M Kairey
Fule Yanani
G. Shrem
G. Shrem
Recording
Musa Camjagi- Semehim
I Cabasso
Moshe Dwek
Moshe Dwek - Mimisrayim
ממצרים
Bayat 319 246 מעזי אז כלה קץ Raphael Tabbush “Mauzi,” or “My Fortress” (BAYAT, page 246), is a song that is very popular. H Raphael Tabbush is likely the author of this pizmon, but this is uncertain. The melody of this song is from the Arabic song “Baladi Askara Min Araf il Lama.” This song is associated with the Shalosh Regalim festivals due to a brief reference to them. The melody of this pizmon is typically applied to Shav’at Aniyim for weeks of Maqam BAYAT. Despite this being a song for the most happy of holidays, this song is actually very sad. It asks why has God abandoned us and why has the Messiah not yet arrived? It describes how our enemies have taken over our vineyards and have killed us. The climax of the song, “Al Damam,” describes how “my tears fall on their blood" (the blood of fellow Jews) and how our tears are enough to fill rivers. The four verse piece concludes with an open question: “Where has my Beloved gone; to Whom I rejoice three times a year?” Commentary on Pizmon N. Salem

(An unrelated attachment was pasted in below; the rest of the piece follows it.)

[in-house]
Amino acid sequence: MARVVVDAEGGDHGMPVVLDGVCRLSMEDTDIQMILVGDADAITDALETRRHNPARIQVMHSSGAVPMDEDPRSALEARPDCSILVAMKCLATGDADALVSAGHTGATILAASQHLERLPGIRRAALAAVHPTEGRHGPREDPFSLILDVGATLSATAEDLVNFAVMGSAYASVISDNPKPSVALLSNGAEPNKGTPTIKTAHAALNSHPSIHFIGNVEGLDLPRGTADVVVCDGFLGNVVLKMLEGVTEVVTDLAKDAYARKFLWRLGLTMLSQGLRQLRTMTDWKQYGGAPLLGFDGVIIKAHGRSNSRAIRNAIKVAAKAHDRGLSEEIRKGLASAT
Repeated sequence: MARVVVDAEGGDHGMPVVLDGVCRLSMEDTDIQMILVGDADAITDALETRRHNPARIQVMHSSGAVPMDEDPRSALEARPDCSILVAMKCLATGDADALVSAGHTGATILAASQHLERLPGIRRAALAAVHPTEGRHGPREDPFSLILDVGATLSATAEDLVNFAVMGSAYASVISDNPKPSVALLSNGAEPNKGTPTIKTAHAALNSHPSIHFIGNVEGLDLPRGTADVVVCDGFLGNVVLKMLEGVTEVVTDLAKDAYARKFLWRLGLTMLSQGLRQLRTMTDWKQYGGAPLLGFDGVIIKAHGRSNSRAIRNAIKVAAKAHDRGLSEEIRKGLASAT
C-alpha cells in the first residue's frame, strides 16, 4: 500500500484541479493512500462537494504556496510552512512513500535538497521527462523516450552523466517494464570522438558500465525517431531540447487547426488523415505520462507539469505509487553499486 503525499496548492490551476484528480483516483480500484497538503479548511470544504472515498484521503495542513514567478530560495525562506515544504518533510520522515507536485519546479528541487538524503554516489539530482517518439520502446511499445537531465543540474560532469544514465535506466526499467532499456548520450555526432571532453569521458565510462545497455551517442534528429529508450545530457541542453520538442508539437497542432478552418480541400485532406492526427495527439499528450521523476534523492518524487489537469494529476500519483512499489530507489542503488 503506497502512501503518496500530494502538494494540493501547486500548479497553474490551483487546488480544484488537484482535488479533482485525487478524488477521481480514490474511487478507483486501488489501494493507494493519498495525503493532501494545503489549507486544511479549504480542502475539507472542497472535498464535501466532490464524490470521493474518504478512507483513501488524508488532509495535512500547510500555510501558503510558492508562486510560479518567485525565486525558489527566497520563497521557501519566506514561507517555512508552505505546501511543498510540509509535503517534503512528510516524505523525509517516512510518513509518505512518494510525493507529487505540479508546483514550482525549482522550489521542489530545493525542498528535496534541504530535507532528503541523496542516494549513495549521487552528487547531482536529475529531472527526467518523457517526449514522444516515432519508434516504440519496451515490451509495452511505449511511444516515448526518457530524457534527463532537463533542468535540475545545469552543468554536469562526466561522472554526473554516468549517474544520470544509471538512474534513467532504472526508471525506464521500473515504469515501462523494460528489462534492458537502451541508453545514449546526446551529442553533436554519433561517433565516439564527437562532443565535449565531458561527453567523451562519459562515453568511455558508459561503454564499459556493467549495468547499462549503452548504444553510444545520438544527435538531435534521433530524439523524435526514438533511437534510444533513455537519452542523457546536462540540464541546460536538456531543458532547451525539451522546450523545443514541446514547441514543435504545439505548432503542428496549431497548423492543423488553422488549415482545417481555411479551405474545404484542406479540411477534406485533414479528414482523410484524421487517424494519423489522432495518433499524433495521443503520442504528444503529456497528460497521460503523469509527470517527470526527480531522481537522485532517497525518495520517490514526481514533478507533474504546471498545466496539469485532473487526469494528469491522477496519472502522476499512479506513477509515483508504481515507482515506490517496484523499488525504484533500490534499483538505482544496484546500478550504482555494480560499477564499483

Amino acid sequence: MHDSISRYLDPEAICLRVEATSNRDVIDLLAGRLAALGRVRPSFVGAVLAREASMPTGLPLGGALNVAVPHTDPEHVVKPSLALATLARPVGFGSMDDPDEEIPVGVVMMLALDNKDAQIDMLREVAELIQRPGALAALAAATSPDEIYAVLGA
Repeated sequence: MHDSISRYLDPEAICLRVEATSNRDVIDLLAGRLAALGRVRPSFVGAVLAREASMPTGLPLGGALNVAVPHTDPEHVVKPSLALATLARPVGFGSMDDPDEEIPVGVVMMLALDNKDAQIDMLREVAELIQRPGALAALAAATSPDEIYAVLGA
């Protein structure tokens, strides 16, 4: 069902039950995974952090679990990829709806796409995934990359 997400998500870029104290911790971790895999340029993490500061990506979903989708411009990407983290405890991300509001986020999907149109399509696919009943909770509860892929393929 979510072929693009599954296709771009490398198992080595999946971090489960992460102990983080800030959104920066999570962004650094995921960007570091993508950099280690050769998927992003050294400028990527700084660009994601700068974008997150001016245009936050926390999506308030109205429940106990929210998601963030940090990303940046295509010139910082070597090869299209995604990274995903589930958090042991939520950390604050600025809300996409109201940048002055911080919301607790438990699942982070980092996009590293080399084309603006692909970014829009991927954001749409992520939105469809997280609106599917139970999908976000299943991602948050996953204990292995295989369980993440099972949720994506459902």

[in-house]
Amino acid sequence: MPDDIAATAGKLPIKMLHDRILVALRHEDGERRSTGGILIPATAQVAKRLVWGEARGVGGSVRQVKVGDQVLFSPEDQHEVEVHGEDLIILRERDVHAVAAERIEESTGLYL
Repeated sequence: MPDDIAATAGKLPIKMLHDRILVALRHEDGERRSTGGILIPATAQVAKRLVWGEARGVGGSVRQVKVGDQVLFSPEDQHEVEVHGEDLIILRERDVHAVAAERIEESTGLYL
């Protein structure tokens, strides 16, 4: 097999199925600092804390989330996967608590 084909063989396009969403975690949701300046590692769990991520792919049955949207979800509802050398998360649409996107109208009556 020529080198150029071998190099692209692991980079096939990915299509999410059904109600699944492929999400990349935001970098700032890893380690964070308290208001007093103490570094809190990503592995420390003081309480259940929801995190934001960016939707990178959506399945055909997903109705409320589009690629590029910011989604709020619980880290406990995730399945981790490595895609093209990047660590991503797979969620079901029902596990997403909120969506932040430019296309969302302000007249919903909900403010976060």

Ezra Sayegh
E. Menaged
Fule Yanani
I. Cabasso- Shav'at
G. Shrem
Recording
R Barzani- Shaveat
I Cabasso
E Sayegh
D Binker-Duek
Moshe Dwek
Moshe Dwek
Moshe Dwek - SA
Moshe Dwek - Mauzi
שועת עניים